April 18th, 2007, 10:34 PM
just an fyi... Frenchy was looking for kibble recipes and I promised I would post some recipes.

But, as for kibble and teeth ~ I only have to look at Declan's teeth compared to the Grrrrl's. Even though the grrrls are eating kibble now, their teeth are still good and after they have had their bi-monthly gnaw~ they are back to being pearly white. Not nearly as good as when they had a natural diet of course but compared to Dec's ~ blech.

April 18th, 2007, 10:56 PM
ah, thanks for the heads' up :p :goodvibes:

i learned (thanks to prin and other peeps here!) that tooth genetics has more to do with teeth & gum condition than just food... although feeding a better kibble seems to help too! dakotah has weak teeth... i have to be careful with him, monitor his gums, watch for chips and breaks, etc. Maika has normal teethies - one thing going for the little street rat, LOL! :laughing:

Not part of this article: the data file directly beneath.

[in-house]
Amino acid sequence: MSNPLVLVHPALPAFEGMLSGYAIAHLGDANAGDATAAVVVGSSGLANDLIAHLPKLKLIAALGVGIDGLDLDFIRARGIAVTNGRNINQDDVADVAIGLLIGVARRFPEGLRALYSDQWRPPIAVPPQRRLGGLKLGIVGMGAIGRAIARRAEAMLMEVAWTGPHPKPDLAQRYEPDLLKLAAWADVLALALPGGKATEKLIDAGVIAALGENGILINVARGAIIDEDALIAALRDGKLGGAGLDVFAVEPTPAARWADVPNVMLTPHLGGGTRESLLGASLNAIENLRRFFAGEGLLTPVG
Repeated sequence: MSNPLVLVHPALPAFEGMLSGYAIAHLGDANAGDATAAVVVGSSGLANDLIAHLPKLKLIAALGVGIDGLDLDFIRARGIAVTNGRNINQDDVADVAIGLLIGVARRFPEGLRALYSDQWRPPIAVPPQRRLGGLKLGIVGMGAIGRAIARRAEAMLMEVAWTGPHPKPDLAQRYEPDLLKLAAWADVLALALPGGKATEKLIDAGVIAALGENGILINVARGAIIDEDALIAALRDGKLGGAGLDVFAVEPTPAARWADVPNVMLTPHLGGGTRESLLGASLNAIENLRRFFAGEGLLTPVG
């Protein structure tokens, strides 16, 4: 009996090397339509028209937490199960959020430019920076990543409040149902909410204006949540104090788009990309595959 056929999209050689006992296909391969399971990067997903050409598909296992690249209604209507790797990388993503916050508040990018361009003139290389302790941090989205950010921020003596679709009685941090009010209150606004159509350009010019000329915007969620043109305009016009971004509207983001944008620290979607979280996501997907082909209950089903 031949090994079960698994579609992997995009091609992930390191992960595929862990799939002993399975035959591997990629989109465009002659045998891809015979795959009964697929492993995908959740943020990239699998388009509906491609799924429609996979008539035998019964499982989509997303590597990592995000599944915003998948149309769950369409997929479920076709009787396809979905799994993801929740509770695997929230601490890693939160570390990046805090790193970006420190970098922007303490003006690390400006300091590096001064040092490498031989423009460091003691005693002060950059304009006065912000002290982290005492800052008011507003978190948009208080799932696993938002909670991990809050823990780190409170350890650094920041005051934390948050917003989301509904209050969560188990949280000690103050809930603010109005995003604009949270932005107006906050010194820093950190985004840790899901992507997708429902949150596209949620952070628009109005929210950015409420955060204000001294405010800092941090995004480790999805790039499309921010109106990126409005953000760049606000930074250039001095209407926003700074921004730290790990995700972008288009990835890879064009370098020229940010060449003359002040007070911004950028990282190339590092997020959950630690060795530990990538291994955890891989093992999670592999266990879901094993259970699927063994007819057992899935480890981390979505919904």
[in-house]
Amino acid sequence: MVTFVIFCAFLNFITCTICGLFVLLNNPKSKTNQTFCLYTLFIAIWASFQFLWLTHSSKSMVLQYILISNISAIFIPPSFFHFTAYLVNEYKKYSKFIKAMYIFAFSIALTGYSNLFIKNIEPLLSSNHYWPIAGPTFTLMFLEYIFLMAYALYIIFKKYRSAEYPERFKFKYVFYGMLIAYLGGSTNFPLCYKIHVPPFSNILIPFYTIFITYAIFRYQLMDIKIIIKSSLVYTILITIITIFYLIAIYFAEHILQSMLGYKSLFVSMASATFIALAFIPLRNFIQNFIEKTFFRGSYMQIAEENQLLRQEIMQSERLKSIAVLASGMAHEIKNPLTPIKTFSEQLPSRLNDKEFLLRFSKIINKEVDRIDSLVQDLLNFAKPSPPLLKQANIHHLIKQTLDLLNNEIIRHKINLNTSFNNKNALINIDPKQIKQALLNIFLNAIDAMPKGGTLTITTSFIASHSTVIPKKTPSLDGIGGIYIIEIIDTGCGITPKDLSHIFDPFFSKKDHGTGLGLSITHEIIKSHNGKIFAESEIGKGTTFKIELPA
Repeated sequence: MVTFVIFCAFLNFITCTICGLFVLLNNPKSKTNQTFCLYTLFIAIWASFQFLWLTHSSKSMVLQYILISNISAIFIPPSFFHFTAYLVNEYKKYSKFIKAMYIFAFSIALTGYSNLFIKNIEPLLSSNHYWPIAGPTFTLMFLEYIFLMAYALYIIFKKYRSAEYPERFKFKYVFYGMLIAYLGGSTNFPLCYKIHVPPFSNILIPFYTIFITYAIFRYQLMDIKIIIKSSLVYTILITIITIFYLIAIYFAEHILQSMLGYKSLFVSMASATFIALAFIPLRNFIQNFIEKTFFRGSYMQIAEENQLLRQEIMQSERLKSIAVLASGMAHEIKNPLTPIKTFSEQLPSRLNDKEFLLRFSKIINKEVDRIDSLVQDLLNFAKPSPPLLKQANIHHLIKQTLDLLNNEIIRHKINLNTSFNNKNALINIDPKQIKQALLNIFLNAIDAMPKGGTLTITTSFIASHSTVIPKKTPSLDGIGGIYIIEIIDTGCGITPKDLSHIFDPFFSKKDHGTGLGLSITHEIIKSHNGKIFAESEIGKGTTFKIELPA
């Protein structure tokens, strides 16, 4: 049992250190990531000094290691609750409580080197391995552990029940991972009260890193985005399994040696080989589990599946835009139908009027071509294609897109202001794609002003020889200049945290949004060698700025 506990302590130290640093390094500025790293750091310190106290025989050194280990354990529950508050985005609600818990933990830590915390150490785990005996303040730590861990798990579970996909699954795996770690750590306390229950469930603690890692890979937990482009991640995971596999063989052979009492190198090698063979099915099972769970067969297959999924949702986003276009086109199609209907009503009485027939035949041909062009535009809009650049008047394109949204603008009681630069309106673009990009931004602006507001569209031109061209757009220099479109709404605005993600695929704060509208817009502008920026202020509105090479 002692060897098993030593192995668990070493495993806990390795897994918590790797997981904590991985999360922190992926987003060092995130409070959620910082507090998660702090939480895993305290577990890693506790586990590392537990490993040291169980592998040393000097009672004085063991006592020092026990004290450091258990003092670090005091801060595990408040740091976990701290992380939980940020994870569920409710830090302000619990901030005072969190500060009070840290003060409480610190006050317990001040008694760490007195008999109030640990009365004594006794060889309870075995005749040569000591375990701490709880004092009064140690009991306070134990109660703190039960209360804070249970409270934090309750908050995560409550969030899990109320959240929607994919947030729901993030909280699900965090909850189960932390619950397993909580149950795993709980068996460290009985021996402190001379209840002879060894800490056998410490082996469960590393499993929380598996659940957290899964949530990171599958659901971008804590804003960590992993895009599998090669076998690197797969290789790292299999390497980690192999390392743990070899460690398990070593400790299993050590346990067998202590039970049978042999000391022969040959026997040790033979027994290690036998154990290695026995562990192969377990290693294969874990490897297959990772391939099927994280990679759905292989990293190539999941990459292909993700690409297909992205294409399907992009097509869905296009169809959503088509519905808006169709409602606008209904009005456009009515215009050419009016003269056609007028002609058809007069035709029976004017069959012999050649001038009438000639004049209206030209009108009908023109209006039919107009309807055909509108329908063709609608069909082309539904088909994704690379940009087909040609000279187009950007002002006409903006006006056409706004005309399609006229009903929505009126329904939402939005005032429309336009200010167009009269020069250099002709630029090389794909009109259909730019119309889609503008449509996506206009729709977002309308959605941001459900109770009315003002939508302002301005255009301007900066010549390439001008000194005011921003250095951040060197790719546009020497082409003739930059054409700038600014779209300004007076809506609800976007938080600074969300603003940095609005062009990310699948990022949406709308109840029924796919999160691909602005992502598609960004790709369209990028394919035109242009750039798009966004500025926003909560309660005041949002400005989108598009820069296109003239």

April 19th, 2007, 01:02 AM
I guess I would be one of those who agree (periodontal problems are generally hereditary) and disagree ~ "bad" genes can be overcome with proper nutrition and care. Sometimes it's the difference between using a straight vitamin C and Ester C.

April 19th, 2007, 07:11 AM
i have been giving both kids a daily 500mg dose of ester-C since they're pups... is that ok? :confused:

April 25th, 2007, 01:21 AM
Dogs tend to digest and absorb the good effects of C via different sources dependent upon existing health problems and their own digestion rates.

Ester-C is better than Ascorbic Acid (your drugstore "Vitamin C") because being neutral PH & non-acidic)it is less like to cause indigestion or diarrhea and because it is time released. But then there's the ongoing question, if your dawg completely digests-to-waste a meal within eight hours, how much of this very soluable form of C which is generally not stored is actually taken up ?

Calcium Ascorbate is better for dogs who are prone to indigestion and diahrrea as it is completely water soluable and flushes through their systems quickly, however that means adding it to each meal.

Sodium Ascorbate on the other hand sticks around and is easily absorbed.

So, in answer to your question ~ it depends on the dawg. :rolleyes: